Interest rates fall. Margins shrink. Why and how does it continue? BANKING

Last month, we wrote about an impending rate cut. At that time, we wrote about what financial institutions – especially smaller institutions – should expect. A few days later, the Federal Reserve announced the first Fed rate cut for a decade. So now we have clarity – what can we learn?

Managing installments is a long-term game

The recent rate cut shows why IRR management needs a long-term strategy rather than the Fed's next step. Take into account the last 11 months of FOMC actions and forecasts as well as the market indicators. From September to December 2018, all signs indicated a further increase and the market was not worried about inflation. The Fed and the markets did not announce interest rate cuts for 2019 until March. By April, the Fed had forecast a rate cut in September. And here we are in August, getting ready for the first cut in a decade.

The moral of the story? It is not enough to simply react to the Fed and the market. Institutions acting on the basis of forecasts, measures and market activities in the past year will live with the consequences for a while – as we will examine below. Institutes that have a long-term strategy and clear insights into their performance are far better positioned to move beyond whatever the Fed and the market will do next.

Rate-exposed institutions may be burdened with higher capital costs

Tighter liquidity, competition for deposits and market indicators have increased the cost of capital. Many banks are faced with these higher costs as long as interest rates fall.

The liquidity of many institutions is becoming scarcer. Following the Great Recession, many institutions lagged with rising deposit rates, although Fed Funds Fed rates rose on account of deposit-intensive clients and low demand for credit. In mid-2018, however, demand for credit finally picked up. This reduced liquidity and triggered competition for deposits. Low-money institutions were only able to gain.

Banks that reacted too late to this liquidity crisis had to offer CD specials at higher rates in order to generate the required funds. Many institutes offered longer CDs at higher rates in order to protect against the future rate increases predicted at that time. Unfortunately, it turned out to be a trap. Banks that play CDs at higher rates face these higher costs.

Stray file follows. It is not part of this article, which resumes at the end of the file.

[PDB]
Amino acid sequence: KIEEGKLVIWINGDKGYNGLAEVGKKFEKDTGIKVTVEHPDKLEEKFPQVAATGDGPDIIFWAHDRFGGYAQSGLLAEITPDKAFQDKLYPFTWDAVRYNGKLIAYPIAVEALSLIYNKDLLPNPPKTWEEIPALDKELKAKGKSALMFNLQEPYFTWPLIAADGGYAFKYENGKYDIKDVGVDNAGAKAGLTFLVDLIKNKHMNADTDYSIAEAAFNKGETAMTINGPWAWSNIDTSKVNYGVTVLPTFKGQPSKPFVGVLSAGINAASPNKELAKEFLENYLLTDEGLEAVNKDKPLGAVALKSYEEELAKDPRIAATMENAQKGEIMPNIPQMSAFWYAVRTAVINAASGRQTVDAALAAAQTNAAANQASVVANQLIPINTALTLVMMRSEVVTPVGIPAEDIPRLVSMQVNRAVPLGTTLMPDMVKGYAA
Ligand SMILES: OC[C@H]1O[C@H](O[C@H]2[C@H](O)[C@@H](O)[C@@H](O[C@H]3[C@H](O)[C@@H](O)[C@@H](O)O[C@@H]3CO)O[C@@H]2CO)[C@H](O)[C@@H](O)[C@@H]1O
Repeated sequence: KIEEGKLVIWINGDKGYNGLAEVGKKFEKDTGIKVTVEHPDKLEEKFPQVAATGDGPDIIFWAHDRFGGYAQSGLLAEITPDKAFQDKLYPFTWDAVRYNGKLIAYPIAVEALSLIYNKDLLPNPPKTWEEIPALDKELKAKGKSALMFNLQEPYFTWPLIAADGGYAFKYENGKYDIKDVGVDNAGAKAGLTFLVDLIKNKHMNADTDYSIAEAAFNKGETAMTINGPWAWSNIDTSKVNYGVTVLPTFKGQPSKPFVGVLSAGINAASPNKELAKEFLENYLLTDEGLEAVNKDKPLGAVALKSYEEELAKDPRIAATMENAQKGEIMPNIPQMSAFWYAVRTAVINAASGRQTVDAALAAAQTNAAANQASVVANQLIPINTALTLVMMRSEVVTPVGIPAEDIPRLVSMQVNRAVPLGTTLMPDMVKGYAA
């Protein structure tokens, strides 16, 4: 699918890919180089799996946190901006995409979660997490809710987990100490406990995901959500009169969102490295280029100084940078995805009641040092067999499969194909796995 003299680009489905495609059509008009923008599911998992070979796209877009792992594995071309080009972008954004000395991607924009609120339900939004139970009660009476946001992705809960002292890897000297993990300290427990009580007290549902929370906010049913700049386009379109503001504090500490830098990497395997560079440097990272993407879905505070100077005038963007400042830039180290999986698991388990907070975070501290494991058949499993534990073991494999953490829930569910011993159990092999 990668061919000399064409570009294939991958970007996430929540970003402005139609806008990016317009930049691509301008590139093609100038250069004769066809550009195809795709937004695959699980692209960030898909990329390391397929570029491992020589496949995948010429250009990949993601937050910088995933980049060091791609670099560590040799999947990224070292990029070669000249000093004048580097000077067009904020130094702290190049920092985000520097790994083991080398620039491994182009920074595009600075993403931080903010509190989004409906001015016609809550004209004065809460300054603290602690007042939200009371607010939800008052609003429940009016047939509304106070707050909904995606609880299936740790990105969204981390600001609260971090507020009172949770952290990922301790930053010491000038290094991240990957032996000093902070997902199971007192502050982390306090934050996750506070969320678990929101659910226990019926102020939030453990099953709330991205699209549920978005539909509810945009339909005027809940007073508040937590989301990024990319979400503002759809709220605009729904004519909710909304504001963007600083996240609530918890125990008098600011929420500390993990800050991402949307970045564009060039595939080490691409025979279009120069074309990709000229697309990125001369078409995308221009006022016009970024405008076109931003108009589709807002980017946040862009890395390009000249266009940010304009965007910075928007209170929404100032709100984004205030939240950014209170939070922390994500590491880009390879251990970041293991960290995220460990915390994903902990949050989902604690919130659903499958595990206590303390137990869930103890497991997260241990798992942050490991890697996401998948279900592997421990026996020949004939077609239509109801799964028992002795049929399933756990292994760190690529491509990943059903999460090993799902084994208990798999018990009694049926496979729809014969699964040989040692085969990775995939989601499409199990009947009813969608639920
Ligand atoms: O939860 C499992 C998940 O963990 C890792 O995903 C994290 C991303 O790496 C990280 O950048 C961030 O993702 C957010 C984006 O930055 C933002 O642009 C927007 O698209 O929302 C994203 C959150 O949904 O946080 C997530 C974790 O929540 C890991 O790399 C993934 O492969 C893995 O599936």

How can financial institutions handle their interest rate risk?

Institutions can do things that help to make the transition. And deluxe can help.

Smooth your CD maturity ladder

These higher rate CDs will all mature at about the same time. Banker's Dashboard offers a powerful CD-schedule tool. This tool provides the ability to evenly distribute CD runtimes to avoid large fluctuations in the cost of capital at all times. A smoother CD maturity ladder allows banks to navigate the curve successfully.

Banks can renew some of these CDs at lower rates. The flat yield curve allows banks to extend CDs when maturing for longer maturities. or replace those specials with longer-term wholesale funds. This protects against future interest rate hikes if the economy warms up again.

Concentration on core deposits

Liquidity is at the heart of the problem. Core deposits should continue to be a priority.

The Banker Dashboard provides insight into the metrics that are most important to your performance. Users can set goals and track progress at a glance and in real time. Banks can also tell their employees how they can affect your net interest margin. Banker's dashboard supports this effort. The dashboard gives users performance details down to the level of each banker. In this way, FIs can hold lenders accountable for securing DDA accounts from credit customers.

Are you struggling with high interest rates and low liquidity? Contact us today and find out how Deluxe can help you.

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